We are all connected to the seasons. That’s why we crave light salads and chilled watermelon in the summer and root vegetables and roasts in the winter. As I pull the collar tighter around my neck on this frigid winters day, I can feel my body craving savoury foods.
Isn’t it wonderful that when we begin to crave certain things, Mother Nature is right there to provide them for us? Winter is the time for root vegetables; farmers have long ago picked the last of the potatoes, carrots, squash and onions from the fields. They all go together in one roasting pan with plenty of the season’s last herbs. It’s a savoury vegetable medley that becomes scrumptious when slowly roasted with meats and poultry. When it’s done, the kitchen is full of the spellbinding smells of an autumn kitchen. Lay them on a plate and dig in; it’s magically delicious and magnificently satisfying on a winters cold night. Good home cooking doesn’t get any better.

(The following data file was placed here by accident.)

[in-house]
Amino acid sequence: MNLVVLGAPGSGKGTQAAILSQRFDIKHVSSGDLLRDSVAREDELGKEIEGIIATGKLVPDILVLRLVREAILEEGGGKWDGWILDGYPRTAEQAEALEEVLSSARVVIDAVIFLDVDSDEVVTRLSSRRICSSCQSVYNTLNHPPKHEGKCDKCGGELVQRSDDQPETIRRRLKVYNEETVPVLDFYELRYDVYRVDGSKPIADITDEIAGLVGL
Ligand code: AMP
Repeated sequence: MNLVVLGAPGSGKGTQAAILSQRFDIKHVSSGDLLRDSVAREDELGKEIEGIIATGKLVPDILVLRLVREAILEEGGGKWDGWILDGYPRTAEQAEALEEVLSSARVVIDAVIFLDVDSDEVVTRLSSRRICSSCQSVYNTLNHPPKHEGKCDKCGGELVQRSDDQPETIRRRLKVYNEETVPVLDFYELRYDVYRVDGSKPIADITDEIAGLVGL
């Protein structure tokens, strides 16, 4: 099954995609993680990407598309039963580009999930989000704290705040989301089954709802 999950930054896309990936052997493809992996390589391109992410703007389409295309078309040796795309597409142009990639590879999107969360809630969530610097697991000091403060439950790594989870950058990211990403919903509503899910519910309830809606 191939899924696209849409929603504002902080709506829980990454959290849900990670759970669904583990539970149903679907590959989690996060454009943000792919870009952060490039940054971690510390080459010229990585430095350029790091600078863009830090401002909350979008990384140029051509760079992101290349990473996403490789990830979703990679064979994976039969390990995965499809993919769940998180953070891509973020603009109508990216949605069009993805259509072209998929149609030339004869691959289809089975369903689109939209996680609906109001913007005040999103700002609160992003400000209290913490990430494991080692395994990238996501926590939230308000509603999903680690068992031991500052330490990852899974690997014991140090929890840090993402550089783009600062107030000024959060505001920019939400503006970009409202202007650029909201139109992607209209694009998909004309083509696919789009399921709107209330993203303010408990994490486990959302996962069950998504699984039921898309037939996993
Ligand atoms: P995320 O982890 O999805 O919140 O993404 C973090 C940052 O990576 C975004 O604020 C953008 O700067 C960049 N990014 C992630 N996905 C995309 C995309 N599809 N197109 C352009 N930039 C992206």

My favourite way to eat mushrooms is roasted. I don’t like them raw in a salad, they can be so bland; cooked improperly they can be slimy. But properly roasted, they become meaty, deeply flavoured and like a sponge, intensely flavoured by other ingredients in the pan.
A superb pan of roasted mushrooms is easy enough to perfect. Trim, wash (yes, it is ok to wash mushrooms) and quarter big white mushrooms. Plan on using twice as many as you need because mushrooms shrink down to about 50% of their original size – but become a hundred times more flavourful! Toss them with olive oil, salt and pepper and roast them in a moderate (350-375F) oven for about 15 minutes. That’s long enough for them to release all their liquid.
The key to great mushrooms is to completely drain this liquid so they don’t end up steaming or boiling in their own juices. Mushroom juices are flavourful and nutritious so keep them for your next pot of soup. Once drained, drizzle with a bit of olive oil, sprinkle with your favourite herbs and continue roasting until browned, about another 30 minutes or more depending on your oven. Or if you have a joint of beef or whole chicken baking away, you can put them around the roast at this point and carefully spoon pan juices over them for more flavour. Tear pieces of bread from a French loaf and dig in, you’ll love these savoury, meaty mushrooms.